Furoquinoline alkaloid

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Chemical structure of dictamnine
Chemical structure of skimmianine (β-fagarine)

Furoquinoline alkaloids are a group of alkaloids with simple structure. Distribution of this group of alkaloids is essentially limited to plant family Rutaceae. The simplest member of this group is dictamnine and most widespread member is skimmianine.[1]

A furoquinoline alkaloid, dictamnine, is very common within the family Rutaceae. It is the main alkaloid in the roots of Dictamnus albus and responsible for the mutagenicity of the drug derived from crude extracts.[2] Dictamnine was also reported to be a phototoxic and photomutagenic compound.[3] It participates in the severe skin phototoxicity of the plant.[4] Another furoquinoline alkaloid, skimmianine, has strong antiacetylcholinesterase activity.[5]

Chemistry[edit]

Thomas first isolated dictamnine from Rutaceae in 1923. It is very weak base, shows similar reaction with methyl iodide and dimethyl sulfate or diazomethane, does not form a derivative but go through isomerization to isodictamnine. Dictamine have linear structure which is confirmed as it forms dictamnic acid by oxidative degradation with potassium permanganate. Dieckmann cyclization followed by methylation and hydrolysis confirmed the structure of the acid. Skimmianine, another common furoquinoline alkaloid also shows a very similar type of chemistry to dictamine. Skimmianine also has a linear structure as it gave 3-ethyl-4,7,8-trimethoxy-2-quinolone from hydrolysis.[1]

Pharmacological properties[edit]

Some furoquinoline alkaloids have been found to have in vitro pharmacological properties such as antimicrobial, antiviral, mutagenic and cytotoxic activities. They also show antiplatelet aggregation, inhibition of various enzymes, antibacterial, and antifungal activity.[6] Dictamnine has the property of causing smooth muscle contraction.[1] Skimmianine,[1] extracted from Esenbeckia leiocarpa Engl. (Rutaceae), a native tree from Brazil popularly known as guarantã, show acetylcholinesterase inhibition.[7] Furoquinoline alkaloids extracted from Teclea afzelii (Rutaceae) plants, collected at Elounden, centre province of Cameroon, have antiplasmodial activities.[8] Another study shows that some furoquinoline alkaloids have in vitro activity against Plasmodium falciparum, one of the species of Plasmodium that causes malaria in humans.[9] One furoquinoline alkaloid, 5-(1,1-dimethylallyl)-8-hydroxy-furo[2-3-b]quinolone, shows antifungal properties against Rhizoctonia solani, Sclerotium rolfsi, and Fusarium solani. These fungi cause root-rot and wilt diseases in potato, sugar beet and tomato.[6]

Spectral properties[edit]

For UV spectra an intense band is observed at 235 nm and very broad band in region 290-335 nm. Compared to UV, IR spectra shows less characteristics: 1090–1110 cm−1 region shows a band but don’t indicate a particular vibration. NMR spectroscopy is the best way to observe the structure of furoquinoline alkaloids. C-2 proton gives response in 7.50-7.60 ppm region and C-3 proton gives response in 6.90-7.10 ppm region. Aromatic methoxy group give responses in 4.0-4.2 ppm region but 4-methoxy group give responses in ~4.40 ppm region.[1]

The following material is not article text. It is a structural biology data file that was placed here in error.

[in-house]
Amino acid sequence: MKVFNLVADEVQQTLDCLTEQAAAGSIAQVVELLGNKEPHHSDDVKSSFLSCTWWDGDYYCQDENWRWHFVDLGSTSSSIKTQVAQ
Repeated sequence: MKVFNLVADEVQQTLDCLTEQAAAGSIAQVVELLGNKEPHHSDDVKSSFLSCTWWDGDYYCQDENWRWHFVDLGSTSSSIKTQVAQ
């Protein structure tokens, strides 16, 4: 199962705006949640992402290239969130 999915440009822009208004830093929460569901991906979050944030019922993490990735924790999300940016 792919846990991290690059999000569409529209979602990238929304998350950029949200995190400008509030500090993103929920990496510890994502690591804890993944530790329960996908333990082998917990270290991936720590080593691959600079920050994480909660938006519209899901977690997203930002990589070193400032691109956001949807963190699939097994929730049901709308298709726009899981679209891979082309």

References[edit]

  1. ^ a b c d e Cordell, Geoffrey A. (1981). Introduction to Alkaloids: A Biogenetic Approach. John Wiley & Sons. pp. 243–252. ISBN 0-471-03478-9. 
  2. ^ Mizuta, M; Kanamori, H (1985). "Mutagenic activities of dictamnine and gamma-fagarine from dictamni radicis cortex (Rutaceae)". Mutation research. 144 (4): 221–5. PMID 4069140. doi:10.1016/0165-7992(85)90054-5. 
  3. ^ Schimmer, O; Kühne, I (1991). "Furoquinoline alkaloids as photosensitizers in Chlamydomonas reinhardtii". Mutation research. 249 (1): 105–10. PMID 2067526. doi:10.1016/0027-5107(91)90136-c. 
  4. ^ Schempp, CM; Sonntag, M; Schöpf, E; Simon, JC (1996). "Dermatitis bullosa striata pratensis caused by Dictamnus albus L. (burning bush)". Der Hautarzt; Zeitschrift für Dermatologie, Venerologie, und verwandte Gebiete. 47 (9): 708–10. PMID 8999028. doi:10.1007/s001050050494. 
  5. ^ Yang, Zhong-duo; Zhang, Dong-bo; Ren, Jin; Yang, Ming-jun (2011). "Skimmianine, a furoquinoline alkaloid from Zanthoxylum nitidum as a potential acetylcholinesterase inhibitor". Medicinal Chemistry Research. 21 (6): 722–725. doi:10.1007/s00044-011-9581-9. 
  6. ^ a b Emam, A; Eweis, M; Elbadry, M (2010). "A new furoquinoline alkaloid with antifungal activity from the leaves of Ruta chalepensis L". Drug discoveries & therapeutics. 4 (6): 399–404. PMID 22491304. 
  7. ^ Cardoso-Lopes, Elaine Monteiro; Maier, James Andreas; Silva, Marcelo Rogério da; Regasini, Luis Octávio; Simote, Simone Yasue; Lopes, Norberto Peporine; Pirani, José Rubens; Bolzani, Vanderlan da Silva; Young, Maria Cláudia Marx (2010). "Alkaloids from Stems of Esenbeckia leiocarpa Engl. (Rutaceae) as Potential Treatment for Alzheimer Disease". Molecules. 15 (12): 9205–13. PMID 21160449. doi:10.3390/molecules15129205. 
  8. ^ Wansi, Jean Duplex; Hussain, Hidayat; Tcho, Alain Tadjong; Kouam, Simeon F.; Specht, Sabine; Sarite, Salem Ramadan; Hoerauf, Achim; Krohn, Karsten (2009). "Antiplasmodial activities of furoquinoline alkaloids from Teclea afzelii". Phytotherapy Research: n/a. doi:10.1002/ptr.2894. 
  9. ^ Basco, LK; Mitaku, S; Skaltsounis, AL; Ravelomanantsoa, N; Tillequin, F; Koch, M; Le Bras, J (1994). "In vitro activities of furoquinoline and acridone alkaloids against Plasmodium falciparum". Antimicrobial Agents and Chemotherapy. 38 (5): 1169–71. PMC 188171Freely accessible. PMID 8067758. doi:10.1128/aac.38.5.1169. 

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